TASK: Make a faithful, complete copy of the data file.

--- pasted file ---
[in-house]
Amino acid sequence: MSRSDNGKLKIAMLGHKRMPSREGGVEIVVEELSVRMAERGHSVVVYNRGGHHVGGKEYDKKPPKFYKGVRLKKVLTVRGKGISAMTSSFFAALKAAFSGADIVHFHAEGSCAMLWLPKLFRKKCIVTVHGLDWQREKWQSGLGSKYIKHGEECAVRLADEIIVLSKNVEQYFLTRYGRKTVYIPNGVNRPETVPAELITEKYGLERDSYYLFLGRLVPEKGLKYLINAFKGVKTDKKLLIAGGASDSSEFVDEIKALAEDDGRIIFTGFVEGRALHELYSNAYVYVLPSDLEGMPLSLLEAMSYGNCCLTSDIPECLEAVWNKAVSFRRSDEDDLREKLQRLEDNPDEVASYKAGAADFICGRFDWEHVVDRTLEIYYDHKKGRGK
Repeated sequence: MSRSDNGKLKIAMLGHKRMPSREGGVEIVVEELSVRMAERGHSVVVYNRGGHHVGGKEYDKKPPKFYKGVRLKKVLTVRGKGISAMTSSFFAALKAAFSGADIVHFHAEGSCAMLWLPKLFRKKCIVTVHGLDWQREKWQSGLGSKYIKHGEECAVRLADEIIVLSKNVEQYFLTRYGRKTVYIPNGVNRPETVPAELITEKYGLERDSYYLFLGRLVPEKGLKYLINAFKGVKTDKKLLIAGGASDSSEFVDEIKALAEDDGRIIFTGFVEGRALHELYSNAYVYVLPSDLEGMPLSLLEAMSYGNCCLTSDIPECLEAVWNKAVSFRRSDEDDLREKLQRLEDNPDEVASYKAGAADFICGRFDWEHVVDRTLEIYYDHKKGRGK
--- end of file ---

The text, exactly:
[in-house]
Amino acid sequence: MSRSDNGKLKIAMLGHKRMPSREGGVEIVVEELSVRMAERGHSVVVYNRGGHHVGGKEYDKKPPKFYKGVRLKKVLTVRGKGISAMTSSFFAALKAAFSGADIVHFHAEGSCAMLWLPKLFRKKCIVTVHGLDWQREKWQSGLGSKYIKHGEECAVRLADEIIVLSKNVEQYFLTRYGRKTVYIPNGVNRPETVPAELITEKYGLERDSYYLFLGRLVPEKGLKYLINAFKGVKTDKKLLIAGGASDSSEFVDEIKALAEDDGRIIFTGFVEGRALHELYSNAYVYVLPSDLEGMPLSLLEAMSYGNCCLTSDIPECLEAVWNKAVSFRRSDEDDLREKLQRLEDNPDEVASYKAGAADFICGRFDWEHVVDRTLEIYYDHKKGRGK
Repeated sequence: MSRSDNGKLKIAMLGHKRMPSREGGVEIVVEELSVRMAERGHSVVVYNRGGHHVGGKEYDKKPPKFYKGVRLKKVLTVRGKGISAMTSSFFAALKAAFSGADIVHFHAEGSCAMLWLPKLFRKKCIVTVHGLDWQREKWQSGLGSKYIKHGEECAVRLADEIIVLSKNVEQYFLTRYGRKTVYIPNGVNRPETVPAELITEKYGLERDSYYLFLGRLVPEKGLKYLINAFKGVKTDKKLLIAGGASDSSEFVDEIKALAEDDGRIIFTGFVEGRALHELYSNAYVYVLPSDLEGMPLSLLEAMSYGNCCLTSDIPECLEAVWNKAVSFRRSDEDDLREKLQRLEDNPDEVASYKAGAADFICGRFDWEHVVDRTLEIYYDHKKGRGK